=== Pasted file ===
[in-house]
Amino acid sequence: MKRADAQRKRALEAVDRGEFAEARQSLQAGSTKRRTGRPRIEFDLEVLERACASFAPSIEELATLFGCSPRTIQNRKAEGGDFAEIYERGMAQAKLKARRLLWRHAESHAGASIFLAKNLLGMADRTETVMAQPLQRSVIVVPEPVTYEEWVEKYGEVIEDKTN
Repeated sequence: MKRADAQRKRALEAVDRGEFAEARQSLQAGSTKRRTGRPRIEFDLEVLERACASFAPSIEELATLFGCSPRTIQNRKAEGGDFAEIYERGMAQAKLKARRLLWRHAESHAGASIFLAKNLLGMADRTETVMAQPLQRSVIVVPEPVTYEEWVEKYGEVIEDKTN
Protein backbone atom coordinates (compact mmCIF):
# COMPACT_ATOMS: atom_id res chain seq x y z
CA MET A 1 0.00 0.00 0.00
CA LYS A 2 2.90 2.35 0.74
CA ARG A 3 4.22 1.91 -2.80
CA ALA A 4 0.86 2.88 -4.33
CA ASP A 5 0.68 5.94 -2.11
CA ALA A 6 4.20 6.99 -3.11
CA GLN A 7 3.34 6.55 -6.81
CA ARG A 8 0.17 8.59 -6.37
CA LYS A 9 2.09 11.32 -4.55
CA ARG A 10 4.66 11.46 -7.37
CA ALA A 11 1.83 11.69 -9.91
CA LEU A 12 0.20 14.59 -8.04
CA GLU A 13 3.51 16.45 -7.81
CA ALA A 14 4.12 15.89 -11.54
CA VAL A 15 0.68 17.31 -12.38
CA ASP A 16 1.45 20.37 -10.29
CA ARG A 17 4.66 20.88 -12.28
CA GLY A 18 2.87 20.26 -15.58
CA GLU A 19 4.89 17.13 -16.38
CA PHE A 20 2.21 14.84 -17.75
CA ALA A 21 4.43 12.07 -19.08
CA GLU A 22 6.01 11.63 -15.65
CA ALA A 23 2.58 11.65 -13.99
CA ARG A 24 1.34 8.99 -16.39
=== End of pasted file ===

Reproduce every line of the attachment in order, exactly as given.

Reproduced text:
[in-house]
Amino acid sequence: MKRADAQRKRALEAVDRGEFAEARQSLQAGSTKRRTGRPRIEFDLEVLERACASFAPSIEELATLFGCSPRTIQNRKAEGGDFAEIYERGMAQAKLKARRLLWRHAESHAGASIFLAKNLLGMADRTETVMAQPLQRSVIVVPEPVTYEEWVEKYGEVIEDKTN
Repeated sequence: MKRADAQRKRALEAVDRGEFAEARQSLQAGSTKRRTGRPRIEFDLEVLERACASFAPSIEELATLFGCSPRTIQNRKAEGGDFAEIYERGMAQAKLKARRLLWRHAESHAGASIFLAKNLLGMADRTETVMAQPLQRSVIVVPEPVTYEEWVEKYGEVIEDKTN
Protein backbone atom coordinates (compact mmCIF):
# COMPACT_ATOMS: atom_id res chain seq x y z
CA MET A 1 0.00 0.00 0.00
CA LYS A 2 2.90 2.35 0.74
CA ARG A 3 4.22 1.91 -2.80
CA ALA A 4 0.86 2.88 -4.33
CA ASP A 5 0.68 5.94 -2.11
CA ALA A 6 4.20 6.99 -3.11
CA GLN A 7 3.34 6.55 -6.81
CA ARG A 8 0.17 8.59 -6.37
CA LYS A 9 2.09 11.32 -4.55
CA ARG A 10 4.66 11.46 -7.37
CA ALA A 11 1.83 11.69 -9.91
CA LEU A 12 0.20 14.59 -8.04
CA GLU A 13 3.51 16.45 -7.81
CA ALA A 14 4.12 15.89 -11.54
CA VAL A 15 0.68 17.31 -12.38
CA ASP A 16 1.45 20.37 -10.29
CA ARG A 17 4.66 20.88 -12.28
CA GLY A 18 2.87 20.26 -15.58
CA GLU A 19 4.89 17.13 -16.38
CA PHE A 20 2.21 14.84 -17.75
CA ALA A 21 4.43 12.07 -19.08
CA GLU A 22 6.01 11.63 -15.65
CA ALA A 23 2.58 11.65 -13.99
CA ARG A 24 1.34 8.99 -16.39